The Ranking Metrics at Academic­­

Our Insistence on Objective Rankings ranks academic institutions and their disciplinary programs. Our claim to fame in such rankings is to rank by influence as computed by our InfluenceRanking engine. Our approach to academic rankings via influence sets us apart from other academic rankings, and our contribution to the academic ranking business stands or falls with the valuable insights to be gained through our influence-based rankings.

Nonetheless, we don’t see influence as the only legitimate criterion for academic rankings. People interested in higher education come with many questions about how to compare academic institutions and disciplinary programs. Some of these questions may have clear answers, others less so.

What is the richest college or university? This question has a clear answer, and requires simply looking at the endowments of schools (it’s Harvard). What is the most beautiful college campus in America? This question raises a matter of taste, and admits no compelling answer. Do you like mountains, then try Colorado. Do you like gorges, then try New York’s Finger Lakes. Do you like open prairies, then try Kansas.

At, we believe that prospective students are best served by being able to rank schools in many different ways in line with the many different questions they may have. Different queries require different ranking metrics. Let a thousand flowers bloom. And yet, we insist that they be flowers and not weeds. That’s why we stress “ranking metrics” rather than “ranking approaches.”

At, we insist that our rankings be objective and even quantifiable, where the numbers are not drawn out of a hat but have a clear transparent meaning so that in principle anyone with access to the same input data will calculate the same numbers and get the same ranking. Why is this important?

The Problems with Subjective Rankings

Most of the leading ranking organizations employ ranking approaches with subjective elements. Many depend heavily on self-reports, in which survey responders detail their own personal assessment or perception of a school’s characteristics, such as reputation. The problems with self-reports include lying (making a school seem better or worse than it may actually be), misperception (simply being mistaken in one’s perception of the school), and moral hazard (perverse incentives to portray a school one way rather than another).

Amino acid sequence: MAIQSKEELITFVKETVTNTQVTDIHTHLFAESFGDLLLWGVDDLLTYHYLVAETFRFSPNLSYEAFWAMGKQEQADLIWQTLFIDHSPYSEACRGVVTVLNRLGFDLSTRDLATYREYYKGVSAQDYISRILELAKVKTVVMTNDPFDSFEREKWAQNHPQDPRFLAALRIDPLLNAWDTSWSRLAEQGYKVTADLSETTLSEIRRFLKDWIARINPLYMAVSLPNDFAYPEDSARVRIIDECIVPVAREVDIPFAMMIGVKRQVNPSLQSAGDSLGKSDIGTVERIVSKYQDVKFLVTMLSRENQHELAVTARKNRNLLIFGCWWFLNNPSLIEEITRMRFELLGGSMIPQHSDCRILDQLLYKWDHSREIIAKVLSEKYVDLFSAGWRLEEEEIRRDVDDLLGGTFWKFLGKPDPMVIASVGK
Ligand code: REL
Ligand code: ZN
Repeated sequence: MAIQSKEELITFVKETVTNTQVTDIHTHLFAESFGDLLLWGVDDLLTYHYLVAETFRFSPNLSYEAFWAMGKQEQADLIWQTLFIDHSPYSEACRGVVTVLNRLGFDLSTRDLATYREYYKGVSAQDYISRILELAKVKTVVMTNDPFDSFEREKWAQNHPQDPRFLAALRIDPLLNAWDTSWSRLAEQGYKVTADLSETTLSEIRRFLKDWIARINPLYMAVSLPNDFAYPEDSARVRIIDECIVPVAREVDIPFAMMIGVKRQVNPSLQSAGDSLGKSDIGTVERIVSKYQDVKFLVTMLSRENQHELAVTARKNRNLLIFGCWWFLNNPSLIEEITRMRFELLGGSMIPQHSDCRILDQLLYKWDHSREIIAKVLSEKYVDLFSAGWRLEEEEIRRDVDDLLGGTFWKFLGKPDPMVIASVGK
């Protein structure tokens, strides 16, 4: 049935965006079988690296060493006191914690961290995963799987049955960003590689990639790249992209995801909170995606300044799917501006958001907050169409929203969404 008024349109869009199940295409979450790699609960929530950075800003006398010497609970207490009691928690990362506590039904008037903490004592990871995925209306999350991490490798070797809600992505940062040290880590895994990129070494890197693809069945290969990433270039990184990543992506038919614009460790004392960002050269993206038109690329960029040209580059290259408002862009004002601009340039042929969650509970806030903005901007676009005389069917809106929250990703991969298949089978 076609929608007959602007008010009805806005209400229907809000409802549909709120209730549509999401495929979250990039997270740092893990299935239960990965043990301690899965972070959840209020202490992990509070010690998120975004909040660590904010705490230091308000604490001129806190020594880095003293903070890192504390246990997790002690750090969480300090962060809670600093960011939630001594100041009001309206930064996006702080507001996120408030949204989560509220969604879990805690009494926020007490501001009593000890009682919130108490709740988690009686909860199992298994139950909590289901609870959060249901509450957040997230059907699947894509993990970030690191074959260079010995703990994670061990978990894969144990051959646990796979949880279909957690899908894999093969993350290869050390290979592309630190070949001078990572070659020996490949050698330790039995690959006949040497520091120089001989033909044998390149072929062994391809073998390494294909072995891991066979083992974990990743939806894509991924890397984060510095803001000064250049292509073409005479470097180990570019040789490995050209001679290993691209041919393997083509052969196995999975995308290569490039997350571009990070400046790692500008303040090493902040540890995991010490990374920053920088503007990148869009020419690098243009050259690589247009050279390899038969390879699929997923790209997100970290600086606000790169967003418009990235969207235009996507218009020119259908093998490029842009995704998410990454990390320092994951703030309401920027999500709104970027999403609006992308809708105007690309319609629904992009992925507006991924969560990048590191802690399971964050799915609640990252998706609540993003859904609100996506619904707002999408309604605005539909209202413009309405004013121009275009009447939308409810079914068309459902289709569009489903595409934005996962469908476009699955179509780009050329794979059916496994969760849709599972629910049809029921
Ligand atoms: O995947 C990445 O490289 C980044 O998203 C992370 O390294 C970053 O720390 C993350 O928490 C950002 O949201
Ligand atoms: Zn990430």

Rankings of schools by alumni on a five-star scale or by their salary data after graduation face these same problems, as well as a selection effect: What sort of alumni tend to give a five-star rating to a school from which they graduated? What if people like to think well of things into which they invested time and money? What if they want to warn people about mistakes they’ve committed? And which impulse is stronger? In any case, such rankings are not only subjective but can be skewed. Ditto for salary reports: Do people working minimum wage upon graduation really want the world to know this fact, even if they share this knowledge anonymously?

We’re not saying that subjective ranking approaches like this have no value. At their best they provide social validation, which can be valuable. It’s just that at, we have become convinced, through our long experience with academic rankings, that such ranking approaches, especially without extensive caveats, do more to mislead than enlighten. In place of rankings that employ subjective elements, therefore focuses on ranking metrics whose numbers are based on precise mathematical calculations and which are drawn from unambiguous, publicly available data. No hand-waving, no charades, no voodoo.

Our Growing List of Ranking Metrics

What follows is a growing list of ranking metrics developed at, along with links to their explanation at on this website:

  1. Influence: This is our bread-and-butter ranking metric, as computed by the InfluenceRanking engine. For its explanation, see ”Methodology: How and Why We Rank by Influence″ and ”The InfluenceRanking™ Engine: The Nuts and Bolts of Our Ranking Technology.”
  2. Concentrated Influence: This metric, derived from the previous one by controlling for school size, seems especially apt in certain contexts for capturing what is meant by academic excellence and thus for characterizing the best institutions of higher learning and the best disciplinary or departmental programs. For its explanation, see ”Concentrated Influence.”
  3. Desirability: Unlike influence, which looks to the influential people (faculty and alumni) who are already associated with schools, desirability asks how students admitted to two or more schools vote with their feet in deciding to attend one school to the exclusion of others. Desirability asks how schools rank if we simply watch the enrollment decisions of students in light of the schools to which they were admitted. Whereas rankings based on influence are faculty- and alumni-centric, rankings based on desirability are student-centric. For a fuller explanation of desirability, see ”What Is Desirability?